Oxygen-Thieving Material Could Help us Breathe Underwater
Like a scene straight out of "Star Wars," future scuba divers might simply have to slip a thin mask over their face to gain the ability of breathing under water - no oxygen tank required. That's at least one of the dreams fueled by the creation of a new material that can absorb and store massive amounts of oxygen.
Researchers Christine McKenzie and Jonas Sundberg at the University of Southern Denmark claim to have successfully synthesized a material that literally sucks the oxygen out of the air or water that surrounds it.
McKenzie says the new material is kind of like hemoglobin - the transport and storage mechanism in red blood cells designed to deliver oxygen throughout the human body.
However, this material is purely synthetic, and consists of tiny solid crystals. The researchers say that a bucket's worth of the crystals - about 10 liters - is more than enough to suck up all the oxygen in a room. (Scroll to read on...)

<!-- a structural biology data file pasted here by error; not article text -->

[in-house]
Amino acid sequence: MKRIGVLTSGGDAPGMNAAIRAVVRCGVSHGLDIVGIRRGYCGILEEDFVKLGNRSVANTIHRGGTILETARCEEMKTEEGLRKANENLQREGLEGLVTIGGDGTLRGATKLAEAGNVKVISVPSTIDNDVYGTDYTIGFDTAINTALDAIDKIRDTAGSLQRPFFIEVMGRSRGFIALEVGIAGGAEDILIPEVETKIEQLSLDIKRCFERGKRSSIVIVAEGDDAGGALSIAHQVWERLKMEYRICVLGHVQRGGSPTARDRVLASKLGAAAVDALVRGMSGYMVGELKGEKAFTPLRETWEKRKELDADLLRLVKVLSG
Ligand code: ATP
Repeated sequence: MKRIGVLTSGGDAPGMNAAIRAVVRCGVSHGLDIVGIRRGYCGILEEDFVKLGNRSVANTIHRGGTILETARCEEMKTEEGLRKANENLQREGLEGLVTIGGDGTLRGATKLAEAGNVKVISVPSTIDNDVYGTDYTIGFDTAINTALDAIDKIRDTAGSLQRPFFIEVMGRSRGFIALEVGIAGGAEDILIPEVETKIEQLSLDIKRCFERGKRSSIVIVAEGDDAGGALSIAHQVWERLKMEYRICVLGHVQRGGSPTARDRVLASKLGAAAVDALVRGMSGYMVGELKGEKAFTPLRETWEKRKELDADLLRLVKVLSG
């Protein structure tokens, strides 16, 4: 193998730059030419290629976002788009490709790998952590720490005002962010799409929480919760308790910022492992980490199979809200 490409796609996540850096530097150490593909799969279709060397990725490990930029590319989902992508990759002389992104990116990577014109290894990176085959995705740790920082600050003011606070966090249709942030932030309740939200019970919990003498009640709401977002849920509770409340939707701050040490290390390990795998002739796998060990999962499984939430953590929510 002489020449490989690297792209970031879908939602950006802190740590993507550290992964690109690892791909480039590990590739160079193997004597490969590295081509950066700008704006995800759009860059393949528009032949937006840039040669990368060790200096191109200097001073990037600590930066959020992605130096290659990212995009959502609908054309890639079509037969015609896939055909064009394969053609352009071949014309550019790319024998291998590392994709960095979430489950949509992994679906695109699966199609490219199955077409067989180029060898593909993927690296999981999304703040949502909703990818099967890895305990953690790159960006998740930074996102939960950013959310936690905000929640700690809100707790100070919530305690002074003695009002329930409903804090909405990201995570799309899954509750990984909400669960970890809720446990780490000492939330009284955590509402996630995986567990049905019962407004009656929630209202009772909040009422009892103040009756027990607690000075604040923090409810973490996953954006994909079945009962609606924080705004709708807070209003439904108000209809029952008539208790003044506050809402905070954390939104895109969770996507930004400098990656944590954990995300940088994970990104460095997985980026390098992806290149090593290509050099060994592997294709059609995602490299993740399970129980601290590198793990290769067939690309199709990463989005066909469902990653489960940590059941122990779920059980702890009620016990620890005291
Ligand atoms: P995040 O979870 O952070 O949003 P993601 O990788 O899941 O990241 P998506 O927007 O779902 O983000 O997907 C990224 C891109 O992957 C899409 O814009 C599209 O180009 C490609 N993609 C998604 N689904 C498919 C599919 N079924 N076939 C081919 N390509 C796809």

"In the lab, we saw how this material took up oxygen from the air around us," McKenzie excitedly said in a recent release.
And while that may sound frightening, the researchers were careful to handle the material in controlled environments, where they wouldn't be finding themselves robbed of all breathable air.
Once the oxygen has been absorbed, you reportedly can keep it stored in the material until you want to release it. According to the study, oxygen can be released by gently heating the material or subjecting it to low oxygen pressures, like in a vacuum. Researchers are now looking into whether light can be used as a release trigger - which may be promising in the study of artificial photosynthesis.
"It is also interesting that the material can absorb and release oxygen many times without losing the ability," she added. "It is like dipping a sponge in water, squeezing the water out of it and repeating the process over and over again."
As things stand, the researchers are investigating how to create a mask that can pull pure oxygen from the air.
"This could be valuable for lung patients who today must carry heavy oxygen tanks with them. But also divers may one day be able to leave the oxygen tanks at home and instead get oxygen from this material as it 'filters' and concentrates oxygen from surrounding air or water," McKenzie explained. "A few grains contain enough oxygen for one breath, and as the material can absorb oxygen from the water around the diver and supply the diver with it, the diver will not need to bring more than these few grains."
Still, such amazing products are a long way away from development, as the researchers are still measuring exactly how much oxygen uptake and storage is possible.